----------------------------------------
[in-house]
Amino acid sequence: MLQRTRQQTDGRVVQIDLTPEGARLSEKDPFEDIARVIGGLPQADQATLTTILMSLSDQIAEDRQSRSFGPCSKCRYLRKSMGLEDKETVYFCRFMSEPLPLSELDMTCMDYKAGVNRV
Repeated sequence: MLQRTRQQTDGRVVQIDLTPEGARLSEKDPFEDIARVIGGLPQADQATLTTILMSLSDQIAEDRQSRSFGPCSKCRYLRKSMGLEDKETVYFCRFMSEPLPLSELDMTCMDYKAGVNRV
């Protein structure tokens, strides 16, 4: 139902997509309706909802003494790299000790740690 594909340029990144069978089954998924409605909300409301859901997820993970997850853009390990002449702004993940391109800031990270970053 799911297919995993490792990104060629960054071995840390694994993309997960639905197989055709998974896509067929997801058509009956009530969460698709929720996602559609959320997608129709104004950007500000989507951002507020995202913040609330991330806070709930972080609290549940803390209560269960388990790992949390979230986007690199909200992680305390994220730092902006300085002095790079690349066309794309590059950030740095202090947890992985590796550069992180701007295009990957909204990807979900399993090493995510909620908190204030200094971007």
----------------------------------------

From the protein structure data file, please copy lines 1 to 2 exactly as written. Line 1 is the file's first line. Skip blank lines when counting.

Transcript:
[in-house]
Amino acid sequence: MLQRTRQQTDGRVVQIDLTPEGARLSEKDPFEDIARVIGGLPQADQATLTTILMSLSDQIAEDRQSRSFGPCSKCRYLRKSMGLEDKETVYFCRFMSEPLPLSELDMTCMDYKAGVNRV